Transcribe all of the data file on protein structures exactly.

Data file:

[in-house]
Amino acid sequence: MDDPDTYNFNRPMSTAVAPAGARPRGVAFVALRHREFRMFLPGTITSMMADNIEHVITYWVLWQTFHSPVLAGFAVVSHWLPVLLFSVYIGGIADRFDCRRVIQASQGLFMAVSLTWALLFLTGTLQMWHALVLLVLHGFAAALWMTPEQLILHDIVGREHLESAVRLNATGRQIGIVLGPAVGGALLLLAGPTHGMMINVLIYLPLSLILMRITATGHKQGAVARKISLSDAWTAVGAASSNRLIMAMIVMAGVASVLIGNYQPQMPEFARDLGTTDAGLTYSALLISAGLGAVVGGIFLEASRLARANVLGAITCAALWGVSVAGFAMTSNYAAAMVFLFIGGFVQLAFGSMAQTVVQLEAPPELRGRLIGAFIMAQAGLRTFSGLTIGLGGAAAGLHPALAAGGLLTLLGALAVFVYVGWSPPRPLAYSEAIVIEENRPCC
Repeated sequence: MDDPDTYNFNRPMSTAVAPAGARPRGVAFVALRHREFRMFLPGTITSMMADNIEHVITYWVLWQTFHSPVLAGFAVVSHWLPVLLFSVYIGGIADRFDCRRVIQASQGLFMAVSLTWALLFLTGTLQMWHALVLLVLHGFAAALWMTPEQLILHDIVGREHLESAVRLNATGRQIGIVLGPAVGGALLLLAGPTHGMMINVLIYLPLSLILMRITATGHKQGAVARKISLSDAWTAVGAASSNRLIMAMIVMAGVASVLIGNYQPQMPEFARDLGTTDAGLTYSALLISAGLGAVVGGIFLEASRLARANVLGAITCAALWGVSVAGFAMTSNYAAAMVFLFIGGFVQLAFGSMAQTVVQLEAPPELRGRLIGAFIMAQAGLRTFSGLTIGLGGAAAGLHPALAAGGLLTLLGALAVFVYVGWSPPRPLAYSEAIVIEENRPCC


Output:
[in-house]
Amino acid sequence: MDDPDTYNFNRPMSTAVAPAGARPRGVAFVALRHREFRMFLPGTITSMMADNIEHVITYWVLWQTFHSPVLAGFAVVSHWLPVLLFSVYIGGIADRFDCRRVIQASQGLFMAVSLTWALLFLTGTLQMWHALVLLVLHGFAAALWMTPEQLILHDIVGREHLESAVRLNATGRQIGIVLGPAVGGALLLLAGPTHGMMINVLIYLPLSLILMRITATGHKQGAVARKISLSDAWTAVGAASSNRLIMAMIVMAGVASVLIGNYQPQMPEFARDLGTTDAGLTYSALLISAGLGAVVGGIFLEASRLARANVLGAITCAALWGVSVAGFAMTSNYAAAMVFLFIGGFVQLAFGSMAQTVVQLEAPPELRGRLIGAFIMAQAGLRTFSGLTIGLGGAAAGLHPALAAGGLLTLLGALAVFVYVGWSPPRPLAYSEAIVIEENRPCC
Repeated sequence: MDDPDTYNFNRPMSTAVAPAGARPRGVAFVALRHREFRMFLPGTITSMMADNIEHVITYWVLWQTFHSPVLAGFAVVSHWLPVLLFSVYIGGIADRFDCRRVIQASQGLFMAVSLTWALLFLTGTLQMWHALVLLVLHGFAAALWMTPEQLILHDIVGREHLESAVRLNATGRQIGIVLGPAVGGALLLLAGPTHGMMINVLIYLPLSLILMRITATGHKQGAVARKISLSDAWTAVGAASSNRLIMAMIVMAGVASVLIGNYQPQMPEFARDLGTTDAGLTYSALLISAGLGAVVGGIFLEASRLARANVLGAITCAALWGVSVAGFAMTSNYAAAMVFLFIGGFVQLAFGSMAQTVVQLEAPPELRGRLIGAFIMAQAGLRTFSGLTIGLGGAAAGLHPALAAGGLLTLLGALAVFVYVGWSPPRPLAYSEAIVIEENRPCC